One hundred years ago, on the evening of December 24, 1914, a strange and wonderful event began to unfold.
German armies, who had planned to reach Paris forty-two days after the outbreak of World War I the previous August, faced entrenched British and French forces across a front that zigzagged from the North Sea to Switzerland. Both elaborate lines, sometimes only a few dozen yards apart, were virtually impregnable. Go-getters anxious to impress their superiors tried to develop ingenious tactics for inflicting mayhem more efficiently than their opponents could, but the average Fritz and Tommie in the trenches could see that they were likely to be there a long, long time.
In the preceding weeks there had been occasional instances of short truces to allow the retrieval of corpses from the “no-man’s land” separating the trenches, during which enemy soldiers occasionally spoke to each other in a cooperative spirit. These exchanges were enough to worry a British general, who issued an unequivocal order against fraternization: “Friendly intercourse with the enemy, unofficial armistices and the exchange of tobacco and other comforts, however tempting and occasionally amusing they may be, are absolutely prohibited.”
As night fell on Christmas Eve, Germans placed a number of brightly lit trees atop their trenches so the enemy troops could enjoy them as well (or perhaps so they would envy them). German carols like “Stille Nacht” could be clearly heard in the British trenches; the Brits began to respond with “Good King Wenceslas” and their own favorite songs.
It didn’t take long before brave or foolish enlisted men from both sides began venturing into no-man’s land, bearing a simple message: How about no more shooting tonight, or tomorrow, OK?
Many Germans knew a little English from summer jobs or other travel. In nearly all cases, the response was, “Yeah, we can do that. If the general shows up and makes us shoot, we’ll be sure to aim over your heads.” Long before Twitter, the world’s first flash-mob was born.
The 25th dawned sharply colder—with the marvelous benefit of freezing solid the sometimes knee-deep mud that men cursed even more than they did enemy fire. All up and down the British sector of the line, fellows who had been intent on killing each other twenty-four hours earlier climbed out of their trenches and drifted over toward enemy lines. Gifts were exchanged—schnapps, cigars, buttons, whatever they could lay their hands on. (Mass-produced canned plum puddings provided by His Majesty’s Government were an especially popular giveaway item from the Brits.)
At one point a rabbit was spotted, and laughing soldiers from both sides made a game of trying to catch it first. As the day wore on more organized sport developed, including at least one full-scale soccer match on what had to be the bumpiest field in the history of the game. After the war, regimental histories on both sides recorded the score as Germany 3, England 1.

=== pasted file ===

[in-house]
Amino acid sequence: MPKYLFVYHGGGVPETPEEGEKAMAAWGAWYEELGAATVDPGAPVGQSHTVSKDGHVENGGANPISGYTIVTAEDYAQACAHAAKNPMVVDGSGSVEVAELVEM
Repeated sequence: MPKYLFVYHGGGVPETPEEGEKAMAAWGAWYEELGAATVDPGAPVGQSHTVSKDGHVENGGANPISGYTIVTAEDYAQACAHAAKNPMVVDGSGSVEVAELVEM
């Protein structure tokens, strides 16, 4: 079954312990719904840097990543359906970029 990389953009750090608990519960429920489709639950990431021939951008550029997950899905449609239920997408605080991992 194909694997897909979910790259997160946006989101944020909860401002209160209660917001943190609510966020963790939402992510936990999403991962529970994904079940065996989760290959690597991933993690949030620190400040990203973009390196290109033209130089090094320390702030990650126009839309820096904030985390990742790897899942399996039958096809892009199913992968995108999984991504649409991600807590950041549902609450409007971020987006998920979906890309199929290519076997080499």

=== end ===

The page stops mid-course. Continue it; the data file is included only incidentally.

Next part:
Not everyone participated. French soldiers, defending their own invaded territory, were in less generous spirits. One German who refused to join the fun harrumphed, “Such a thing should not happen in wartime. Have you no German sense of honor at all?” Had Corporal Hitler been a little less grumpy that day, perhaps a lot of things might have turned out differently.
As the day drew to a close, some newfound friends began suggesting that the truce should extend through New Year’s Day—or even longer. Stanley Weintraub in Silent Night: The Story of the World War I Christmas Truce describes how the XIX Saxon Corps even went “on strike” the following day, telling their officers that the British were good fellows whom they didn’t want to shoot. “We spent that day and the next,” a sergeant later related, “trying to shoot the stars down from the sky.”
There was similar unrest among the British, but on both sides officers were able to defuse the peace-seeking threat without courts-martial or firing squads. Standard military practice was to rotate companies from front-line trenches back to reserve duty every few days. When people who had spent the 25th on reserve behind the lines rotated forward, they hadn’t developed any special fondness for their enemies to be overcome. And when it finally came the turn of those who had observed the truce to return to the front line, they faced active enemy fire, always a powerful stimulus to shooting back.
Still, the high commands took care not to permit such war-threatening conduct to occur on Christmases in subsequent years. In 1915, for example, the British scheduled an all-day artillery barrage for December 25 to make fraternization impossible.
What if those who wanted to extend the 1914 truce had succeeded? What if everyone just packed their bags and headed home? Speculating about alternative history is pointless, because there’s never a way to know. It’s hard to imagine, though, any alternate scenario worse than what did occur. Not just the fifteen million deaths (nearly 10,000 per day, every day), but also little side effects like the Bolshevik revolution, the European colonization of the Middle East, the worldwide flu pandemic of 1918, and fascism, to name a few.
How the war did finally end, though, bears some resemblance to the events of Christmas, 1914. In The Pity of War, Niall Ferguson relates that some 340,000 Germans voluntarily stopped fighting and gave themselves up as prisoners to the Allies in the final four months before the 1918 armistice, which is why the war ended so abruptly. Perhaps some of those who surrendered had spent Christmas, 1914 chasing rabbits with enemies who weren’t so bad once you got to know them. That’s the real humanist message of the Christmas truce: that each of us has the power to make our own decisions about how to live, the power to tell those in authority, “No, what you’re saying isn’t right—I’m going to do what makes sense to me.”